Kickstarter: Cartozia Tales Creates a Comic Fantasy World for the Whole Family

The map of Cartozia. Image: Cartozia Tales
The map of Cartozia. Image: Cartozia Tales

Imagine people wanting to create weird and interesting comics that would appeal to adults, parents, teens, kids, and very small kids alike. Comics that every single person in the family can enjoy, separately or together. Comics that are wholesome and adventurous, and would capture the interest of old and young, seasoned comic reader and those new to the art form.

Such a thing now exists. It is called Cartozia Tales, and it’s now being funded on Kickstarter. It is created by a team of talented people, and each issue has two additional guest star contributors. Each issue includes many stories, complete with different authors and illustrators, but all set in the same world. (One of the guest stars for the second issue is James Kochalka, author/illustrator of Johnny Boo comics, among many others.)

All of the stories are done in black and white, but each has a different style because each story is done by a different artist. In each subsequent issue, the creators move on to another part of the world, and take up someone else’s story. After reading enough stories in enough issues, you will start to get a better idea of what life is like in the world. But with such a variety of cultures, characters, plants, and scenery, Cartozia holds no end of possibilities.

I’ve read the first two issues, and I have to say, the stories grabbed me right away. The end of each story leaves you hanging in just the right way to make you look forward to reading the next issue. One or two stories, however, wrap up the action in the one issue, giving you a combination of wrapped-up-story satisfaction, and making you excited to learn what happens next.

Some of the characters of Cartozia. Image: Cartozia Tales
Some of the characters of Cartozia. Image: Cartozia Tales

The stories of Cartozia are sometimes light on words, but the drawings tell half the story on their own, often helping to deepen the mystery of the action, leaving you with some guesses as to what will happen next. You can then speculate all you like, waiting to read the next issue.

The printed copies of the comics are very high quality. The paper is thick, and smooth but not shiny, and the comics have a really nice feel in your hands. The front and back covers are in color, with the inside pages in black and white. While the stories are great in and of themselves, it is very much worth getting the hard copies for the full experience.

The first issue has a section on learning to draw maps. This section is likely aimed at kids, but there’s no reason why we grown-ups can’t also draw our own maps of whatever we like. There are other informative drawings in between some of the comics, too. The middle of the first comic also has a map of the world, so you can orient yourself during each story. Later comics have other spreads in the middle, but a map is a part of every issue in case you get lost.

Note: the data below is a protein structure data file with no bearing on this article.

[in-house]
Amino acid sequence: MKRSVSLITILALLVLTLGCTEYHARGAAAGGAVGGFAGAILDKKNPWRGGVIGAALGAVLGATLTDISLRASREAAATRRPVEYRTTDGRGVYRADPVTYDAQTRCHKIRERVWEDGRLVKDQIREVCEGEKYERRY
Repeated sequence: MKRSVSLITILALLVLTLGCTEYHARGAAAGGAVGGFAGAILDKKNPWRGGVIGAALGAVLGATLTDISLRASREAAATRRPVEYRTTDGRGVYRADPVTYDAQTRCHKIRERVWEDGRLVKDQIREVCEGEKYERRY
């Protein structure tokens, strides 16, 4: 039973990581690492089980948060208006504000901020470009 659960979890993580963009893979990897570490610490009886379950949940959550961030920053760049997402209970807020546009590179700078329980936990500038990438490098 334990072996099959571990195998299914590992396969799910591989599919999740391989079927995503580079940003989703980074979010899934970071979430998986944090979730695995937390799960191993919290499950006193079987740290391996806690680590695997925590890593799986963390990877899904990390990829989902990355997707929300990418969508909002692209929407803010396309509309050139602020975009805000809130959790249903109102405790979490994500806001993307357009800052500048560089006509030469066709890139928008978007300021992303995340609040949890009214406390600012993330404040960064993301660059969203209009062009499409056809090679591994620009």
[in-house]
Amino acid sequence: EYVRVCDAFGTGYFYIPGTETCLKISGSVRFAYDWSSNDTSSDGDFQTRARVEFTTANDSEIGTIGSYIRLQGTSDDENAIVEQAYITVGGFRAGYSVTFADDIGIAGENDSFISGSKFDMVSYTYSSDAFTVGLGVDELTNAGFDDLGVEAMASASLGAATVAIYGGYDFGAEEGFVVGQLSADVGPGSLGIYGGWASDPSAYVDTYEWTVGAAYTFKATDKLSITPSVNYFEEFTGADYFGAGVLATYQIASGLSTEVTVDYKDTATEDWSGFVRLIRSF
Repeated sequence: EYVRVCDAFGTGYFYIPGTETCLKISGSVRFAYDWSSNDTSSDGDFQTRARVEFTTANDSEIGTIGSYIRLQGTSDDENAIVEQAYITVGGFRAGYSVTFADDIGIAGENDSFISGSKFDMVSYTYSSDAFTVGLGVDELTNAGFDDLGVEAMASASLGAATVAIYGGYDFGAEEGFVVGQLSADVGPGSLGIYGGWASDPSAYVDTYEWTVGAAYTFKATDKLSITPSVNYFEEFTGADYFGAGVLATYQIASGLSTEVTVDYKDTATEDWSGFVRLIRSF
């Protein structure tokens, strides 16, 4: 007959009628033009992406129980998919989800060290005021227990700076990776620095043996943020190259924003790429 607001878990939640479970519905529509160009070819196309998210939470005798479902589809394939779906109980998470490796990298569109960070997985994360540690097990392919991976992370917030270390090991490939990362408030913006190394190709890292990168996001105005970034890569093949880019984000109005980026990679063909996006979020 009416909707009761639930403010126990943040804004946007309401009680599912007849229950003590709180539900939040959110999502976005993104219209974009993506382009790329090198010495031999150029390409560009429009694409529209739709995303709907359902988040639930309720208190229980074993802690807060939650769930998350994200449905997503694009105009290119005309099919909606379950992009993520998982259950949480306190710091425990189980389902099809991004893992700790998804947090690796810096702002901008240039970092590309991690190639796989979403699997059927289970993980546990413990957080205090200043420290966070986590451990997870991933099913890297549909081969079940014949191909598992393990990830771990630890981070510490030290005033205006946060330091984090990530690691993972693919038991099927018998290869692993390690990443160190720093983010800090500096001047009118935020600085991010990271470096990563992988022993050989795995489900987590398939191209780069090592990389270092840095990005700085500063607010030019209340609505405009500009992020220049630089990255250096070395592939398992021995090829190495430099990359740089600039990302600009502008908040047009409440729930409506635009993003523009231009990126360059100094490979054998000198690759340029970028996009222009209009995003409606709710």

I don’t get into more mainstream comics, such as the Marvel and DC. But these more independent, unusual stories are always interesting to me. Cartozia Tales are quirky stories, the kind that have unconventional creatures, and unusual twists and turns.

I recommend that you consider supporting Cartozia Tales as something that your entire family can enjoy together. After each issue, you can discuss what you’ve read, follow everyone’s adventures on the map, and speculate as to what everyone thinks will happen next! You could also write and draw your own stories set in the world, and encourage your kids to do so as well. Then share with each other. I guarantee that hilarity will ensue.

The Kickstarter campaign for Cartozia Tales is nearing its end, with only a little more than a week to go, but it needs your help to get funded. Swing on over to the website now and check them out, and consider funding this worthwhile project. For only $68 you can get a basic subscription for the first ten issues of Cartozia Tales, and there are many, many other options, for both less and more money, which include other comics by the artists; mini-comic options; special postcards, posters, or custom drawings; curricula; appearances in the comics; original watercolor art; and classroom subscriptions. An Alphabetical Bestiary of Cartozia, one of the items you can get in some of the support levels, details many of the beasts in the world. An Introduction to the Principles of Cartozian Magic explains–what else?–how magic works on Cartozia. These both give a bit of background information to deepen your understanding and enjoyment of the comic series.

Check out the campaign!

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Jenny Bristol is an Editor at GeekDad and a founding Director at GeekMom. She is a lifelong geek who spends her time learning, writing, homeschooling her two wickedly smart kids, losing herself in history, and mastering the art of traveling on a shoestring.